RE:GEN making tenants’ homes more energy efficient with believe housing
Affordable housing provider believe housing has completed a £5million project to make 1,100 homes warmer, greener, and cheaper to run … and a second, even bigger scheme is about to get underway.
The County Durham-based housing association will work with contractor RE:GEN Group to upgrade the energy efficiency of at least 2,000 further properties in the next two years.
Funding towards the scheme was secured from the second wave of the government’s Social Housing Decarbonisation Fund (SHDF) and matched by believe housing.
“Through this £13.7m scheme we’ll make homes warmer and healthier for customers, save them money on their energy bills, reduce our properties’ carbon footprint, and support the green economy and jobs,” explains Ruth Dent, Director of Assets and Compliance at believe housing.
“It comes hot on the heels of our hugely successful scheme to upgrade more than 1,100 homes, which was part-funded from the first wave of the SHDF. Working with RE:GEN Group, we did what we set out to do and delivered light-touch measures at scale, with the bonus of using 100 per cent local labour.
“Customers tell us the work caused little disruption and they can feel the benefits in their home and on their energy bills. Retrofitting homes will have a significant role in helping the UK reach net zero by 2050 and we’re pleased to continue playing our part.”
Lee Francis, CEO of RE:GEN Group, said: “We’re delighted to be continuing our partnership with the team at believe housing. We know how important these works are and the real impact they can and are having on people’s lives.
“Our teams delivered £9.5m worth of decarbonisation works in the last eight months and will deliver £20m over the next 20 months. We’re at the forefront of driving sustainability improvements to social housing across the North East but none of this would be possible without the incredible support of our clients like believe housing and our supply chain partners.”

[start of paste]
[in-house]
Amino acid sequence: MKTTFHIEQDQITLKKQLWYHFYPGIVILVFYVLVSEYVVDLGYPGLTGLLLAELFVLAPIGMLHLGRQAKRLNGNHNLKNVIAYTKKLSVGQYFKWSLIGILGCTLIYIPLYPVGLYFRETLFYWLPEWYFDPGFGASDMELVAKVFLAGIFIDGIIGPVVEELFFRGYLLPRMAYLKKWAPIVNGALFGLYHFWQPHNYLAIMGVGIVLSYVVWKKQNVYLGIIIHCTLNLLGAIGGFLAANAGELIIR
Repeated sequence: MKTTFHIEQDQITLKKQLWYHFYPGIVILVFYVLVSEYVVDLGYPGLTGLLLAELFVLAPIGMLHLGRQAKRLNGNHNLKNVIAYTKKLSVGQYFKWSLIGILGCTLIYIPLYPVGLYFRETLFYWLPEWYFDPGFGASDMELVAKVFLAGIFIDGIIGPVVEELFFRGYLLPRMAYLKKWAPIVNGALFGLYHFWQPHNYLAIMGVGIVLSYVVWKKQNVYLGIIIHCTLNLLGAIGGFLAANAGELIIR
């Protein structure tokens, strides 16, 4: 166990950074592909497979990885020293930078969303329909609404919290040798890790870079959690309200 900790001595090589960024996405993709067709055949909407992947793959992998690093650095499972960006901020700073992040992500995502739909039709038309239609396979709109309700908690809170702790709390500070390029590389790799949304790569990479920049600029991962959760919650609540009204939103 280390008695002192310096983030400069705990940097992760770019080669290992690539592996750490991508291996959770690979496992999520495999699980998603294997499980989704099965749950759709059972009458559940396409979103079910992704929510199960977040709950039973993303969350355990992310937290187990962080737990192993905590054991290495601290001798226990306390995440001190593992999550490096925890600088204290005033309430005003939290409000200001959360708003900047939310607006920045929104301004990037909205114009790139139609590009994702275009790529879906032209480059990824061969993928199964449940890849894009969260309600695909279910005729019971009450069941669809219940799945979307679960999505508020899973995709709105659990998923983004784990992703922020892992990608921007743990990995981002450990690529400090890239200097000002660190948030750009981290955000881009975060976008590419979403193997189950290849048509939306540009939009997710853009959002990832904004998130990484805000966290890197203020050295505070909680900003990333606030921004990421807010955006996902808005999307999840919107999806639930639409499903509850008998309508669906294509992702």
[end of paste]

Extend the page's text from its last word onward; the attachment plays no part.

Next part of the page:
believe housing worked with a Durham County Council-led consortium to secure funding from the first wave of SHDF last spring.
It was then part of a North East and Yorkshire Net Zero Hub consortium, led by Tees Valley Combined Authority, which recently attracted a total of £32.4million from wave 2.1 of the SHDF towards £80million of works across the wider region.
As before, the scheme of works will focus on homes with an Energy Performance Certificate rating below C, which will most benefit from the work.About half will get measures similar to those completed in wave 1 including loft and cavity wall insulation, ventilation, heating controls, and energy efficient lighting. Others will get more extensive measures such as external wall insulation, floor insulation, and solar panels to generate clean electricity.
A programme of energy efficiency works by believe housing will make sure all its homes have an Energy Performance Certificate (EPC) rating of C or above by 2030, with those most in need upgraded first.